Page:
Two of the most important songs in my life are Kae Tempest’s ‘Hold Your Own’, and ‘People’s Faces’. After finishing their first work of non-fiction, ‘On Connection’, Tempest has become, overnight, one of the most important authors in my life.
Tempest has a way with words, both written and spoken, that is so meaningful, so strikingly true, that you are just not the same after you have read or listened to them as before.
It will come as no surprise to you that as soon as I had my hands on this small, 120-page book, officially published on October 1st, I finished it in one evening.
I had unashamedly high expectations, hopes of what I was about to read, based on the powerful music that Tempest produces and which, every time I listen to it, strikes a chord in me unstruck by anyone else.
I was not disappointed.
Indeed, how could I be anything else but enthralled by a book which is cut from the same cloth as Tempest’s last album, ‘The Book of Traps and Lessons’, one that explores similar themes of connection, numbness and meaning.
On Connection is about, “creativity, connection and creative connection.” It was written during the Covid-19 lockdown in which we have been both deprived of much creative connection (much of the ‘arts’ industry has been labelled unviable by government ministers), but have also found ourselves connecting with each other in more personal and intimate ways, relinquished from the duties of the fast-paced daily grind of our normal lives.
Tempest’s message is that artists will always fail: they will never be able to perfectly translate a thought into words, sound, colour or whatever other medium, which wholly encapsulates that precise feeling.
Whilst this is, of course, undoubtedly true, Tempest comes closer to this elusive aim than most.
“Connection,” they write, “is the feeling of landing in the present tense.”
That line alone is worth the book’s £9.99 price tag, though viewing ‘On Connection’ as a product to be purchased and consumed is evidently a paradoxical and futile mindset.
Tempest opens the book by telling us: “This book is about connection. About how immersion in creativity can bring us closer to each other and help us cultivate a greater self-awareness.”
One example of creative connection is how, a study in 2017 found, theatre audience members’ heartbeats synchronised, overcoming all outside differences to “’produce a common physiological experience…’”
Returning to the idea of connection, which Tempest defines so beautifully, the author shows how the feeling of landing in the present is part of the same spectrum of experience upon which numbness is also felt. They eloquently describe their own experiences with both, charting their battles with depression, anxiety and panic disorder.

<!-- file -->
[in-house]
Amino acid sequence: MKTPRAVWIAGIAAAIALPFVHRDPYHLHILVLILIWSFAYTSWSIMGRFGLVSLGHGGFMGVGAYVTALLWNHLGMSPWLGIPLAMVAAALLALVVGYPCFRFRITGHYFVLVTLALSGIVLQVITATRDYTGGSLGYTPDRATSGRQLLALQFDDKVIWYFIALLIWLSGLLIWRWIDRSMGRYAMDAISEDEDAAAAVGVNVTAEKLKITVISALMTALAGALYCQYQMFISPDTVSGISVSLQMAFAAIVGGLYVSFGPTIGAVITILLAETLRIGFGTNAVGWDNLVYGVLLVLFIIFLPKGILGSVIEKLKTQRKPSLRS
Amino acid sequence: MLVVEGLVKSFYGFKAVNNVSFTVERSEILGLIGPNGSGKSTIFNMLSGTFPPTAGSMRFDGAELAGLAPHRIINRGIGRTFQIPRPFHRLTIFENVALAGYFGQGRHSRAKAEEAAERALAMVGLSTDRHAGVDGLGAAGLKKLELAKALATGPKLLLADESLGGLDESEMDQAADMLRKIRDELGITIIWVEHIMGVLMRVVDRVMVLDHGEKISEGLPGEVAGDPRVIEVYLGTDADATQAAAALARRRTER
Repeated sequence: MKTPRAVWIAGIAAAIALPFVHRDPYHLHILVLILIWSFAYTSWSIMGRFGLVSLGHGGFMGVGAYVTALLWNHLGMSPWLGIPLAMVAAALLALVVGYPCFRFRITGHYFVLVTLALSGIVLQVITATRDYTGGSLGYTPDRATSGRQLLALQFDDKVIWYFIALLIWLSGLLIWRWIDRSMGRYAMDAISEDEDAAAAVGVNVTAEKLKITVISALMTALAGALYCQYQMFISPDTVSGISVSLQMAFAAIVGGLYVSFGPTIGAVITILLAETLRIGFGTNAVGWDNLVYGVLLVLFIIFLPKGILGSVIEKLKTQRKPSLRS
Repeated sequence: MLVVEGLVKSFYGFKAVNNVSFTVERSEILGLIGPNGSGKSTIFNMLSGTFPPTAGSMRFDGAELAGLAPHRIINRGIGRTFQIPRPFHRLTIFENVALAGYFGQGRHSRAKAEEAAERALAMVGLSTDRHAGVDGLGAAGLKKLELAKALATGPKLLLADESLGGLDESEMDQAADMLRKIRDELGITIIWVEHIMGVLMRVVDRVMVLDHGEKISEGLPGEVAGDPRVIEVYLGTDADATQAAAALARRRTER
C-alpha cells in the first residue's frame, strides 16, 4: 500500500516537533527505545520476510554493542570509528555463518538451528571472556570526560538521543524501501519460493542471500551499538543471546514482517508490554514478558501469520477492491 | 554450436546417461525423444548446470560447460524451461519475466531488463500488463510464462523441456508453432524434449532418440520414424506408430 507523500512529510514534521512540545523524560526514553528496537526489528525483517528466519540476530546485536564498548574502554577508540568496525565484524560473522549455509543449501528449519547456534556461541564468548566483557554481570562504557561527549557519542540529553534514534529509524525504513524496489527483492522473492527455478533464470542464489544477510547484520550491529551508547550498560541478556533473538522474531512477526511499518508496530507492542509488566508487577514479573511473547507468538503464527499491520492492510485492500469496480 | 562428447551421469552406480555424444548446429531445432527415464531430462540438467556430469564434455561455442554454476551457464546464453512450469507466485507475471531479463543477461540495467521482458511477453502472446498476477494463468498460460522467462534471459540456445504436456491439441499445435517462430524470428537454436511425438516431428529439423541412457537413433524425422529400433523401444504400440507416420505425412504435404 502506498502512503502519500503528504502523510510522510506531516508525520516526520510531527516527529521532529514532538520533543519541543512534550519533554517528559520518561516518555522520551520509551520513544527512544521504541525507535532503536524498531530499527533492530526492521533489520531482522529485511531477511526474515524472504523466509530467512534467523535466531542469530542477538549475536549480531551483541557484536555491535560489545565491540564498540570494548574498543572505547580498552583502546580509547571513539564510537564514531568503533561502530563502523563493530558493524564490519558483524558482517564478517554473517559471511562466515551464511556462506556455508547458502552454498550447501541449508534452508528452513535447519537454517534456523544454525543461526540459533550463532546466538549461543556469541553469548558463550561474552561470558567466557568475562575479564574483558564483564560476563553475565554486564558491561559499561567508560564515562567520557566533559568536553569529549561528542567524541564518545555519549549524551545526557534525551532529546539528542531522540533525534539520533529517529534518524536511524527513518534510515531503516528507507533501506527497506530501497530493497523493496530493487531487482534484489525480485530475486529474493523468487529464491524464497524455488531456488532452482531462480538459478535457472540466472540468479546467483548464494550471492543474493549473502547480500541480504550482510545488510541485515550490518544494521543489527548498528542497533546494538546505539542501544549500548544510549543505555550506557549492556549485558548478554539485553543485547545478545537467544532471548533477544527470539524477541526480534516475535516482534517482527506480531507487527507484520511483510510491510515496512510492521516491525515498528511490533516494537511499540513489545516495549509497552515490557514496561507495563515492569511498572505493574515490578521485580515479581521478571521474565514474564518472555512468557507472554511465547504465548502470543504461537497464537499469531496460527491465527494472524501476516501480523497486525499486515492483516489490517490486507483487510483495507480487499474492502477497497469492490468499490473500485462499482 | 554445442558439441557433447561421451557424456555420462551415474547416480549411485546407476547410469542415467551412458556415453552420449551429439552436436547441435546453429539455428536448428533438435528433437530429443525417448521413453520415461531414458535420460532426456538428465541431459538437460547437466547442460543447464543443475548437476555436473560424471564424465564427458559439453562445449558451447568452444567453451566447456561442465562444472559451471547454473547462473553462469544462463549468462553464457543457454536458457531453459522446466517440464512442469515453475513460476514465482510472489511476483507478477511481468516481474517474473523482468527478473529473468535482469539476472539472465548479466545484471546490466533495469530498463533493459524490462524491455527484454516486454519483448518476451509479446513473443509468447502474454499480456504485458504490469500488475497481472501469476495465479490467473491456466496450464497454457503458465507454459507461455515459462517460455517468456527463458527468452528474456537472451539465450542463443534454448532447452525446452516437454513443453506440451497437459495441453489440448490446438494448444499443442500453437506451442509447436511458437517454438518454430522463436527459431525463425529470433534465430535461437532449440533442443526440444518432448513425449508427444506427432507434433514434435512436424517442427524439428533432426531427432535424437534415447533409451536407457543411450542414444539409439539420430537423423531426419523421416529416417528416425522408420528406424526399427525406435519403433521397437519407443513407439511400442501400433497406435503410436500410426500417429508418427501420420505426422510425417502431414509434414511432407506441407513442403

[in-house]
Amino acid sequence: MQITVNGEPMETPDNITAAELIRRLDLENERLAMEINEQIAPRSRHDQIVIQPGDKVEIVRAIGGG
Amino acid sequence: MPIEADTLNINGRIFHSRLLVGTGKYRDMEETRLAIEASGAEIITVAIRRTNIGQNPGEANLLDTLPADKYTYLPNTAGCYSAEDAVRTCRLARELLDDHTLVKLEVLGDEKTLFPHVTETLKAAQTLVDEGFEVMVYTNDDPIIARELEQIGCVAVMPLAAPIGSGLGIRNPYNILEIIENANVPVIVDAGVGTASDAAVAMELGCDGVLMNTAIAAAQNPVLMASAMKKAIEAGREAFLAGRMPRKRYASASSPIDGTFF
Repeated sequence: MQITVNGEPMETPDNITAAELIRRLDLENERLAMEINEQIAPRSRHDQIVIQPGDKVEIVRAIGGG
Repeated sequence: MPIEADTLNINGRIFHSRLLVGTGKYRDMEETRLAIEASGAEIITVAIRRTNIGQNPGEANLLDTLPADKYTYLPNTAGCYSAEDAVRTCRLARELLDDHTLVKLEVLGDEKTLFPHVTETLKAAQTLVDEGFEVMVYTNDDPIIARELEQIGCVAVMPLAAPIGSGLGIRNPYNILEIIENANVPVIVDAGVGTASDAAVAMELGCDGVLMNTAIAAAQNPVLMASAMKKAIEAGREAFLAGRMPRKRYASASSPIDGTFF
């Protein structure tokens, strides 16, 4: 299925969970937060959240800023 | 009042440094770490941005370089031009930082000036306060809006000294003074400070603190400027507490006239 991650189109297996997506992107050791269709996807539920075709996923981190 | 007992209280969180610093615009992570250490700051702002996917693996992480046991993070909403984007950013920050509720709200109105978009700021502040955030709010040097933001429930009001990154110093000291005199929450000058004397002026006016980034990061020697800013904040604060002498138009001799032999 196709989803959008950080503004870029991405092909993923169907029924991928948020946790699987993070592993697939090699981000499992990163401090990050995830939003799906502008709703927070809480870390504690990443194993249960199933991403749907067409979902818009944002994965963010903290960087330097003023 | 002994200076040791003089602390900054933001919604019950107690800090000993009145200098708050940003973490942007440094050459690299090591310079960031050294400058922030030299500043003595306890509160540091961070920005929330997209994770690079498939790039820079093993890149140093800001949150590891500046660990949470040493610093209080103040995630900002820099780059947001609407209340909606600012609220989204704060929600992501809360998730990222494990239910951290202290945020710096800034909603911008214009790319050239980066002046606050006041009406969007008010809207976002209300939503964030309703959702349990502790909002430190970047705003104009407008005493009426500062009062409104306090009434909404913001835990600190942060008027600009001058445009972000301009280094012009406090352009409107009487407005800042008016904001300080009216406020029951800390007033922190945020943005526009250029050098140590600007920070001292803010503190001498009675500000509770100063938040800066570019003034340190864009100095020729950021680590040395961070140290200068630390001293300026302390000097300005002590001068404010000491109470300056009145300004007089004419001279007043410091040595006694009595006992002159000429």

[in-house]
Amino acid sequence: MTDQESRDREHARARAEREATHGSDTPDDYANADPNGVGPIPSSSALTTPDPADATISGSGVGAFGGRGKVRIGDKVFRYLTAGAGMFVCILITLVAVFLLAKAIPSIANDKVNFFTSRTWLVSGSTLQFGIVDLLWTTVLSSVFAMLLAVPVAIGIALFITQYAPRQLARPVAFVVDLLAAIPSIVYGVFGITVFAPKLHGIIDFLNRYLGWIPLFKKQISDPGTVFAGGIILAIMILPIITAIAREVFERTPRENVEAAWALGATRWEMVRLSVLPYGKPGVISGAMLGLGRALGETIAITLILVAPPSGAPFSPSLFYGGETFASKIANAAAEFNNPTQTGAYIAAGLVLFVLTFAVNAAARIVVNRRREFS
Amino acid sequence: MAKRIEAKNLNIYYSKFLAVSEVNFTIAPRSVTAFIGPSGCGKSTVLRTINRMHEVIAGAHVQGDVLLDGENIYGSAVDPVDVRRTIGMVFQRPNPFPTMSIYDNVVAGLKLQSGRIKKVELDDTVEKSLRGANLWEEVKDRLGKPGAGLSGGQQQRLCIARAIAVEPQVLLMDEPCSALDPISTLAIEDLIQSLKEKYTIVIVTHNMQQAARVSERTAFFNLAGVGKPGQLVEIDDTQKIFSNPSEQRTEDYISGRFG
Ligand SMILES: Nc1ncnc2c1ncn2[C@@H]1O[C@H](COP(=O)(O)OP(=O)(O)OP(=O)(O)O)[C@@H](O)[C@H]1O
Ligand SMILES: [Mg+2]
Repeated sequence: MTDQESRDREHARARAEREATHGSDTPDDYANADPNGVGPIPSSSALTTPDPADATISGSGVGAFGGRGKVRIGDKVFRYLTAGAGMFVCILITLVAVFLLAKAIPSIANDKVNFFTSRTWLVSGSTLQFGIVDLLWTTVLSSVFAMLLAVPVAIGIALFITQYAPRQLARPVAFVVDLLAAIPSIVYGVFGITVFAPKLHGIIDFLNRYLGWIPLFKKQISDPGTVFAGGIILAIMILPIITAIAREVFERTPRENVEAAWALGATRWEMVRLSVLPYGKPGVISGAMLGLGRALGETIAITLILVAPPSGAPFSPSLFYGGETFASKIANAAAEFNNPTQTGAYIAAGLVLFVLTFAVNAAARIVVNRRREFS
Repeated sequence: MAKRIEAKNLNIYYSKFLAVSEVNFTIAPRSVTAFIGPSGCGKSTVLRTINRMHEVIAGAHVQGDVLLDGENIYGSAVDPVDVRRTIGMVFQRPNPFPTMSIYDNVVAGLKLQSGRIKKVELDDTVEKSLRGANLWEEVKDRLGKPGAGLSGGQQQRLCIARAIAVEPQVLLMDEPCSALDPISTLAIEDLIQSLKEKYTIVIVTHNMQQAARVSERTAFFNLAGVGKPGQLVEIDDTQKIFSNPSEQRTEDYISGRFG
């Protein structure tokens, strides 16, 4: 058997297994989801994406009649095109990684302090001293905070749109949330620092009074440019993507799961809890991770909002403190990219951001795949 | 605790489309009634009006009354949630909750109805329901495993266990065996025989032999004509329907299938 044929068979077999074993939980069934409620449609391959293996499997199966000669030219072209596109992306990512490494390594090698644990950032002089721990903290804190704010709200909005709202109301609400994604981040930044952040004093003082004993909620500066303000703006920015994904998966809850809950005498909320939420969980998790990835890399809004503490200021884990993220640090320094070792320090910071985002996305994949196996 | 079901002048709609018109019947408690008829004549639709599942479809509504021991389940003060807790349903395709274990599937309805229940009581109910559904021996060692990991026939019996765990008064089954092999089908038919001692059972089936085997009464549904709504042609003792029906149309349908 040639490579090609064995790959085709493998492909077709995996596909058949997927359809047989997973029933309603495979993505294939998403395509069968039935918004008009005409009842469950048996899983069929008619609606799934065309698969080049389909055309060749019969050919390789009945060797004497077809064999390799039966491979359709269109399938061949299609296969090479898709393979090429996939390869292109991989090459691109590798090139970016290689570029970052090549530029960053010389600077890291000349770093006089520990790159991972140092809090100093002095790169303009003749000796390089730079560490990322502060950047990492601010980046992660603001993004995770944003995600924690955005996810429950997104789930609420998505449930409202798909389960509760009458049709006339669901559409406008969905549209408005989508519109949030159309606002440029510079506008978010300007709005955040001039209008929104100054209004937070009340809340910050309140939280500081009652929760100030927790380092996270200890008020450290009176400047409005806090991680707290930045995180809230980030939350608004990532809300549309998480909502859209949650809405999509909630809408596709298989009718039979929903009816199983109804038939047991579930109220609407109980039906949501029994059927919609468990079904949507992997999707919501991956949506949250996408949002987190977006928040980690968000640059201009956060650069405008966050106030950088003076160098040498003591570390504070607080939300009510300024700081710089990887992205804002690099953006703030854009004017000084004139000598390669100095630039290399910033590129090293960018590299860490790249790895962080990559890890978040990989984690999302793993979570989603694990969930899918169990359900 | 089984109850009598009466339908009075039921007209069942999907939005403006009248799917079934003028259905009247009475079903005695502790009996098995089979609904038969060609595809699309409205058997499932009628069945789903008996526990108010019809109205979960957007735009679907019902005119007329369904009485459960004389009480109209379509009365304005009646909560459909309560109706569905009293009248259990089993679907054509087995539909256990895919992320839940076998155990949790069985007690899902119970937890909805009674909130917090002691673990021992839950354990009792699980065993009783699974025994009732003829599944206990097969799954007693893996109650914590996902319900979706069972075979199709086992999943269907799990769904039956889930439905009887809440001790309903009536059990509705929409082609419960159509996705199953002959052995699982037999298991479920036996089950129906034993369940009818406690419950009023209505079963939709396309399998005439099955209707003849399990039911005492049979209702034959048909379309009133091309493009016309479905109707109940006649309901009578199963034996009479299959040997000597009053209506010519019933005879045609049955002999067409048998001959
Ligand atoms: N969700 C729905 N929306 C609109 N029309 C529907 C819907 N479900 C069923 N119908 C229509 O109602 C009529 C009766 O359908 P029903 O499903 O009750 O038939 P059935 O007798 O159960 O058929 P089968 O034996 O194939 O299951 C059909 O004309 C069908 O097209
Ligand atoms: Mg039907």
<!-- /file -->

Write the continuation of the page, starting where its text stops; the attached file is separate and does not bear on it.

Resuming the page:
Perhaps one of the most mesmerising, yet most obviously logical, features of ‘On Connection’ is how it reads just like a Kae Tempest album. In some parts of the book, I felt as if I was reading extra lyrics to songs that didn’t feature on ‘The Book of Traps of and Lessons’.
Indeed, one of the most powerful lyrics from ‘People’s Faces’ is “More empathy/Less greed/More respect.”
Tempest builds on these words in the book, defining empathy as, “remembering that everybody has a story,” and that to be empathetic is to, “make space to hear someone else’s story before immediately telling your own.”
In the final chapter, ‘Feeling It Happen’, Tempest writes straight from the ‘People’s Faces’ playbook:
Put your phone down.
Listen to the birds.
Build a fire in a quiet place.
Pay attention to the details when you kiss your lover.”
Tempest’s creativity enables the reader, in the author’s own words, to “feel what you are feeling”. They beat the drum in your mind, whose faint rumblings you’ve heard before, but which now come alive, awakened by a deep sense of meaning about which you have previously only thought, but now can truly feel.
My advice to the reader of ‘On Connection’ would be the same as to the listener to ‘The Book of Traps and Lessons’: take it all in in a single emotional session. Connect with it all at once, live it for those few hours, be nothing else but the reader.
Part way through the book, Tempest recounts meeting a homeless man whilst on a book promotion in the States. The old man carried with him everywhere a work of poetry given to him by his mother, explaining that this connected him with her, and brought him comfort.
Fortunately, ‘On Connection’ is small enough for me to do the same thing.